Four-time Pebble Beach Road Races entrant 1936 MG NB NA/0878 from Bonhams did not sell.
“This is a rare opportunity to own a car which was part of the sports car racing scene on the West Coast in its infancy, when amateur racing prevailed, and where camaraderie, social gatherings and sportsmanship were the norm. With its extensive racing history and unique place among pre-World War II MGs and British sports cars, this 1936 MG NB is a visceral memory of times past – and indeed still a competitor to this day.”
Original Timewarp 1967 Aston Martin DB6 Saloon Chassis no. DB6/2832/L/N by Bonhams did not sell.
“Close inspection of the car today confirms the retention of its desirable features, while suggesting that it has probably been repainted once in its life to the original grey. A ‘Cote d’Azur’ badge on its grille is more likely to have been a personal souvenir, than evidence of an overseas excursion for the car. The interior is virtually complete in every regard and only the drivers seat shows wear commensurate with its age. The odometer reads 46,430, which is again consistent with the condition of its bodywork and interior. What is interesting about this relatively low number DB6 is the fact that all of the trim pieces are still present as are the Aston Martin electric windows which work perfectly.”
1997 McLaren F1 GTR ‘Longtail’ FIA GT Endurance Racing Coupe Chassis no. 028R by Bonhams did not sell.
“In recent years market perception of the McLaren F1 production cars – and their more glamorous F1 GTR racing sisters such as ’28R’ offered here – has grown with fantastic rapidity. So many superlatives have been justifiably heaped upon this street car design that went racing, that we can hardly add more. The McLaren F1 GTR is the production-based racing model that won Le Mans, and then in its more sophisticated racing iterations – as offered here in this ultimate ‘Longtail’ variant – took on the giants of Mercedes-Benz and Porsche on unequal terms…and sometimes beat them. “
1969 MG C GT Coupe by Mecum sold for $44,000 USD.
“- Comprehensive restoration with no expense spared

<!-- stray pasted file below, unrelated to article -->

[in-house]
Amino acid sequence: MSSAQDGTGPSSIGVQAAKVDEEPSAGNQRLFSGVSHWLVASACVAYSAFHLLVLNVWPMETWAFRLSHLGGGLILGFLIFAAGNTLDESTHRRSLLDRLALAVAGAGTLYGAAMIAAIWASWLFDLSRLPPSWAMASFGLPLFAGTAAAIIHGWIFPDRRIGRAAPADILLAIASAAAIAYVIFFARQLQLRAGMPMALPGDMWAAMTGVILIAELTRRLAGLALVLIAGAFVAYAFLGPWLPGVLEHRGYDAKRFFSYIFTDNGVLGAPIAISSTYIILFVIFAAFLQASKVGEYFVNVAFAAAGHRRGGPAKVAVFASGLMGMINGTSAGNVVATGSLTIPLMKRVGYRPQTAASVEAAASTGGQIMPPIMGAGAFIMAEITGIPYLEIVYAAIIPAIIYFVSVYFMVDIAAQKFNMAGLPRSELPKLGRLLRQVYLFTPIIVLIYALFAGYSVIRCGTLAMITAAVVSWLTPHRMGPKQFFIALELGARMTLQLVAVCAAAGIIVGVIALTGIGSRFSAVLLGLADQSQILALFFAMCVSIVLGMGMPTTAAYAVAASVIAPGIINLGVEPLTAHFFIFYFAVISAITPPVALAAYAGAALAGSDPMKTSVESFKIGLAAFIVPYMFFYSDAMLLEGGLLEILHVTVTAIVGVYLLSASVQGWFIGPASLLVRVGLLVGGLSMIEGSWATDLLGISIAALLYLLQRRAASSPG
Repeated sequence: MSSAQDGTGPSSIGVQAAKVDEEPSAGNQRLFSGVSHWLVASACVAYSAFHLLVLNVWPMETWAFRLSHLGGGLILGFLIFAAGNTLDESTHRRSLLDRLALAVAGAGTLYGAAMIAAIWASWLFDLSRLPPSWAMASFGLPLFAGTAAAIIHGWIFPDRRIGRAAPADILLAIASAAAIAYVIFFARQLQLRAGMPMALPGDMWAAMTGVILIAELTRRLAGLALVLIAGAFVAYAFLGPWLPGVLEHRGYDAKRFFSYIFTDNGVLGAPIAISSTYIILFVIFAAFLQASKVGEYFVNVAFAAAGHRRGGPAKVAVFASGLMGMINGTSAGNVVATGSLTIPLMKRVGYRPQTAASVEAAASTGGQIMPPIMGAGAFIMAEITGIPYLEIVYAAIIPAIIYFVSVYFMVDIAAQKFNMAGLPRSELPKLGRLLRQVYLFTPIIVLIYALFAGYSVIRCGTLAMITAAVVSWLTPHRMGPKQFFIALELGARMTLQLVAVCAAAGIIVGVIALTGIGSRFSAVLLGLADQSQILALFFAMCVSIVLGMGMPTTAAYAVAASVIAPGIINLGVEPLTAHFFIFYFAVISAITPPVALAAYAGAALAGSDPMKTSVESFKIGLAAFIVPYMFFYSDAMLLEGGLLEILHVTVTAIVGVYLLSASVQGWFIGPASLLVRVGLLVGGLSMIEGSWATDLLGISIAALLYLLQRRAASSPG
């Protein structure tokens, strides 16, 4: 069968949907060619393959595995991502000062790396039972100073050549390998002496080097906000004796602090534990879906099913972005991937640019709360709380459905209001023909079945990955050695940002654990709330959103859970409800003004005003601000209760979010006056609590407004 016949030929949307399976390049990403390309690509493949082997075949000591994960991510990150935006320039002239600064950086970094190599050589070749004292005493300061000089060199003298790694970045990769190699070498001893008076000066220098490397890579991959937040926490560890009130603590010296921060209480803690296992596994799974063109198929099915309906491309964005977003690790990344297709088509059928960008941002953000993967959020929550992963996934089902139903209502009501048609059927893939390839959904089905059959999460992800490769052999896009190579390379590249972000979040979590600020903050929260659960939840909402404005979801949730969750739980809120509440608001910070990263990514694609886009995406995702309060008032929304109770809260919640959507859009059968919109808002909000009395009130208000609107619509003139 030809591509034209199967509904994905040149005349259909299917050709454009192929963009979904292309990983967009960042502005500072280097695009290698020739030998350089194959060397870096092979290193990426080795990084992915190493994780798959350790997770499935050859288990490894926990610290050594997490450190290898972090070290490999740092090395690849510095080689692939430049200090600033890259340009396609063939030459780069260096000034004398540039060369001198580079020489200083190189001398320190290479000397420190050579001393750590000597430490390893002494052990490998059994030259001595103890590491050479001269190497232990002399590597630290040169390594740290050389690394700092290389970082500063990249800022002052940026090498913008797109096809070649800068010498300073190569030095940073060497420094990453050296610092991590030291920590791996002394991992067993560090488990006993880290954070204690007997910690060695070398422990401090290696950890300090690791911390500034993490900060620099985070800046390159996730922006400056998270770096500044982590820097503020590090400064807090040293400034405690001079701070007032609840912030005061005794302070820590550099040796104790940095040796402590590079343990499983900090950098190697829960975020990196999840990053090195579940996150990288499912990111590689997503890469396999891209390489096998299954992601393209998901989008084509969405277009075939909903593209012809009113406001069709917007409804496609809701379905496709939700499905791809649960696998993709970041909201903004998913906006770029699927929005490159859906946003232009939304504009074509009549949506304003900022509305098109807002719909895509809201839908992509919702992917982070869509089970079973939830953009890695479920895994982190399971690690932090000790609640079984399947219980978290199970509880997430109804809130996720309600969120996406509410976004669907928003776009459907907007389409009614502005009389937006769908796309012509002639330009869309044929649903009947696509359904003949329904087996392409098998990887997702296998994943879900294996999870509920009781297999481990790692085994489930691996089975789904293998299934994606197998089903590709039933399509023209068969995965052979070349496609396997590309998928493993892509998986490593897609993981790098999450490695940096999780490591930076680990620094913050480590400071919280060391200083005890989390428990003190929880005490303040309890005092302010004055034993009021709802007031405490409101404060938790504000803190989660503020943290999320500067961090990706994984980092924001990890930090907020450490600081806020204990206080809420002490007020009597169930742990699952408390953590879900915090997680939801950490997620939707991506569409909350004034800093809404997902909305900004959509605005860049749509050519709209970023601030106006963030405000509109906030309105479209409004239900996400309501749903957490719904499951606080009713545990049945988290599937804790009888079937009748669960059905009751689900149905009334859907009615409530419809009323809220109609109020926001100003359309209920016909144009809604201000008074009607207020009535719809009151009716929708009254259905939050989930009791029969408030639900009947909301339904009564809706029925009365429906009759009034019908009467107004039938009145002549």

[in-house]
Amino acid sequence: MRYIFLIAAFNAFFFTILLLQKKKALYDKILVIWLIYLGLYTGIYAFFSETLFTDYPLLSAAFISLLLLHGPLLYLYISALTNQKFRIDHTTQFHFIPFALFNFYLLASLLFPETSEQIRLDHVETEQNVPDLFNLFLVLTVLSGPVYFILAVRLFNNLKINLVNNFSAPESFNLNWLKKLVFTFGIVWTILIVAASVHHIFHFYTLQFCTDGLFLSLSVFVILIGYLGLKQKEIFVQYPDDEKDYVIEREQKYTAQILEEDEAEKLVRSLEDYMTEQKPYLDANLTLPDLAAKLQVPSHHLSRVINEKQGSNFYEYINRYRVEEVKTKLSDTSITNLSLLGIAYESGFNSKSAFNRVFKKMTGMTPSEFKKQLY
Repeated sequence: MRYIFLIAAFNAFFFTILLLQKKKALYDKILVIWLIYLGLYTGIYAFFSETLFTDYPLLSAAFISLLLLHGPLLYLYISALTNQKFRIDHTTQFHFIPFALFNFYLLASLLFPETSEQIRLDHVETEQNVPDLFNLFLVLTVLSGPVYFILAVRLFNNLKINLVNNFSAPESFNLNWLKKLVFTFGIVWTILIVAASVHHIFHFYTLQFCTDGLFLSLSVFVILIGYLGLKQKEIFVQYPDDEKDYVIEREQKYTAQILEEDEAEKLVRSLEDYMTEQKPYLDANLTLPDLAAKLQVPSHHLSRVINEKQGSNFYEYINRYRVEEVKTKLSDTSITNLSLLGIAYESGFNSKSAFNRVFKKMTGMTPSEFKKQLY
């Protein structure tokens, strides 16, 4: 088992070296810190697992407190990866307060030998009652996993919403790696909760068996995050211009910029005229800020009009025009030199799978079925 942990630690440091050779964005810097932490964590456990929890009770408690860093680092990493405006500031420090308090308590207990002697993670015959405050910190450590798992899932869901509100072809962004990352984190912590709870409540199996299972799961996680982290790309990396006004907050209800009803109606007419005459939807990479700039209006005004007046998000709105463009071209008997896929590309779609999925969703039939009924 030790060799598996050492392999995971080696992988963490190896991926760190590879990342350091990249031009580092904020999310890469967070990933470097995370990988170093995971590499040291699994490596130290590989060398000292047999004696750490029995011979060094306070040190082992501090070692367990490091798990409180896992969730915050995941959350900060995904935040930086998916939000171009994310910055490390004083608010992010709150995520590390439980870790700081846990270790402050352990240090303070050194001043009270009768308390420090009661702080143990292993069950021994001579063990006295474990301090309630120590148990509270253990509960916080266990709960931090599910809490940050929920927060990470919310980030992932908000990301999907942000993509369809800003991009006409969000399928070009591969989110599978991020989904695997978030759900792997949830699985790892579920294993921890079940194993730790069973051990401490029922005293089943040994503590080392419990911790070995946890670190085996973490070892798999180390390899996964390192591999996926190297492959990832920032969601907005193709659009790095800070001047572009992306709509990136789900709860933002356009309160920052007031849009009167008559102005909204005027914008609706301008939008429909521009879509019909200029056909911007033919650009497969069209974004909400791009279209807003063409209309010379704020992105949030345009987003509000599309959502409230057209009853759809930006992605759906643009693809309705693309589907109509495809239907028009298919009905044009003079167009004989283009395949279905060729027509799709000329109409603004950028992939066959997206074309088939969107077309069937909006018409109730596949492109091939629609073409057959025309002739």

– Handsomely finished in Deep Black with matching upholstery piped in Red
– Completely disassembled, restored and finished in high quality paint
– All systems were restored, rebuilt or replaced, including the fuel system, cooling system, hydraulic system and electrical system
– All brightwork was replaced or replated
– Complete new upholstery was professionally installed
– Engine, transmission and all components completely rebuilt
– Since restoration, has only seen a few test miles and fastidious maintenance within the private collection of its previous owner
– Complete with all tools and offers six cylinder power to complement the timeless design of its predecessor”
1956 Austin Healey 100/R Custom Rally Car by Russo and Steele did not sell.
“This car is a concept of what I felt BMC could have done with the 100 if their priorities were different. The rally effort for the 100’s was nothing like the six cylinder cars, racing and sales being up front. I tried to use all of the current pieces and methodology that worked with the concept. All appropriate 100/S pieces (fuel tank, vented seats, hood hold-downs, alloy body) worked well. Other pieces were modified or manufactured. I always loved the Dunlop alloy pin drive wheels on “D Type” Jaguars and Healey land speed cars. I worked with a company in England to have these cast. The center offset is a bit different than other repros. When I saw a period photo of the 100S prototype with these wheels, the idea was reinforced.”